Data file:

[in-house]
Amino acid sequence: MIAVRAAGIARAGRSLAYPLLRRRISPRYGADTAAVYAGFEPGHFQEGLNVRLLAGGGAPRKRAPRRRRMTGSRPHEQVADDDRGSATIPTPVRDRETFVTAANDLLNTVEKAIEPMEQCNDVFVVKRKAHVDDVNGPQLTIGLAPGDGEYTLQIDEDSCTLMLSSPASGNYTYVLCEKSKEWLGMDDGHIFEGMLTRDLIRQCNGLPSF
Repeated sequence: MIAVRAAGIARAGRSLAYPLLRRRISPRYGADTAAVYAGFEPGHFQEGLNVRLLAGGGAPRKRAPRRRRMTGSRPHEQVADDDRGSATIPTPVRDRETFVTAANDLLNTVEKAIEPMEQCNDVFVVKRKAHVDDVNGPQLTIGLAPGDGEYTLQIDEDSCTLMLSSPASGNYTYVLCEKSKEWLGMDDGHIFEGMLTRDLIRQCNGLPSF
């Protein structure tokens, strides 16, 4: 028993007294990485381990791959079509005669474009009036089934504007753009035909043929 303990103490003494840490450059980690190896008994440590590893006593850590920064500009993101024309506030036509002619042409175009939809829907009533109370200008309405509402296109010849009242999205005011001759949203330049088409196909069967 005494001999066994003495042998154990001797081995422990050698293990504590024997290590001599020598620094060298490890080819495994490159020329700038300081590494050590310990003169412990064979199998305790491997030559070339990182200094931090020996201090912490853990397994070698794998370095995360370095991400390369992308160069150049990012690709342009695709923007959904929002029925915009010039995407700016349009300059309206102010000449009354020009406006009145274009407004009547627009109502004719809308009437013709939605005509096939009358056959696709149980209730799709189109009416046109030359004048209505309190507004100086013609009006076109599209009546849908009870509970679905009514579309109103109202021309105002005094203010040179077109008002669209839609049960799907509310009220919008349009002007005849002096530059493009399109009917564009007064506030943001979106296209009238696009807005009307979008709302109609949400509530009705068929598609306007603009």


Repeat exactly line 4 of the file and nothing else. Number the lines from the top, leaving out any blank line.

């Protein structure tokens, strides 16, 4: 028993007294990485381990791959079509005669474009009036089934504007753009035909043929 303990103490003494840490450059980690190896008994440590590893006593850590920064500009993101024309506030036509002619042409175009939809829907009533109370200008309405509402296109010849009242999205005011001759949203330049088409196909069967 005494001999066994003495042998154990001797081995422990050698293990504590024997290590001599020598620094060298490890080819495994490159020329700038300081590494050590310990003169412990064979199998305790491997030559070339990182200094931090020996201090912490853990397994070698794998370095995360370095991400390369992308160069150049990012690709342009695709923007959904929002029925915009010039995407700016349009300059309206102010000449009354020009406006009145274009407004009547627009109502004719809308009437013709939605005509096939009358056959696709149980209730799709189109009416046109030359004048209505309190507004100086013609009006076109599209009546849908009870509970679905009514579309109103109202021309105002005094203010040179077109008002669209839609049960799907509310009220919008349009002007005849002096530059493009399109009917564009007064506030943001979106296209009238696009807005009307979008709302109609949400509530009705068929598609306007603009």